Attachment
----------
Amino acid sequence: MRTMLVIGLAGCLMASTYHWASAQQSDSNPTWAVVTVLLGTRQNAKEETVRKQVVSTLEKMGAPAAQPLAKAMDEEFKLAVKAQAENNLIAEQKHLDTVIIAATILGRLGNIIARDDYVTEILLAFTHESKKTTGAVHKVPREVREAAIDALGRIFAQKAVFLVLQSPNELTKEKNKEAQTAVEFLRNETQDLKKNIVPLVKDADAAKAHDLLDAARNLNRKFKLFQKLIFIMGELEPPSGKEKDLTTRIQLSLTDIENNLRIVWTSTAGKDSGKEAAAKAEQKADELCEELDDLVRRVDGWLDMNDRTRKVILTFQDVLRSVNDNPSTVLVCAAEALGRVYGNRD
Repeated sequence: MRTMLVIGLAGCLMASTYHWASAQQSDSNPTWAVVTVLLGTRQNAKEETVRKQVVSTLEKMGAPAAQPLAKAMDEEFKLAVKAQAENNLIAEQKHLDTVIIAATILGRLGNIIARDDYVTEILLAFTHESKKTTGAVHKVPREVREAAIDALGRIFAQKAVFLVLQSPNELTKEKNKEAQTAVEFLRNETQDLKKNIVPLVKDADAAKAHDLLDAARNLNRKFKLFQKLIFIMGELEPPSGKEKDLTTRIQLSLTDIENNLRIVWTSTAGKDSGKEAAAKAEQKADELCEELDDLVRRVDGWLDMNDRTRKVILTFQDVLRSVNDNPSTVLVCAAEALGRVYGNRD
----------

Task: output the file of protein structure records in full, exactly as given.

Amino acid sequence: MRTMLVIGLAGCLMASTYHWASAQQSDSNPTWAVVTVLLGTRQNAKEETVRKQVVSTLEKMGAPAAQPLAKAMDEEFKLAVKAQAENNLIAEQKHLDTVIIAATILGRLGNIIARDDYVTEILLAFTHESKKTTGAVHKVPREVREAAIDALGRIFAQKAVFLVLQSPNELTKEKNKEAQTAVEFLRNETQDLKKNIVPLVKDADAAKAHDLLDAARNLNRKFKLFQKLIFIMGELEPPSGKEKDLTTRIQLSLTDIENNLRIVWTSTAGKDSGKEAAAKAEQKADELCEELDDLVRRVDGWLDMNDRTRKVILTFQDVLRSVNDNPSTVLVCAAEALGRVYGNRD
Repeated sequence: MRTMLVIGLAGCLMASTYHWASAQQSDSNPTWAVVTVLLGTRQNAKEETVRKQVVSTLEKMGAPAAQPLAKAMDEEFKLAVKAQAENNLIAEQKHLDTVIIAATILGRLGNIIARDDYVTEILLAFTHESKKTTGAVHKVPREVREAAIDALGRIFAQKAVFLVLQSPNELTKEKNKEAQTAVEFLRNETQDLKKNIVPLVKDADAAKAHDLLDAARNLNRKFKLFQKLIFIMGELEPPSGKEKDLTTRIQLSLTDIENNLRIVWTSTAGKDSGKEAAAKAEQKADELCEELDDLVRRVDGWLDMNDRTRKVILTFQDVLRSVNDNPSTVLVCAAEALGRVYGNRD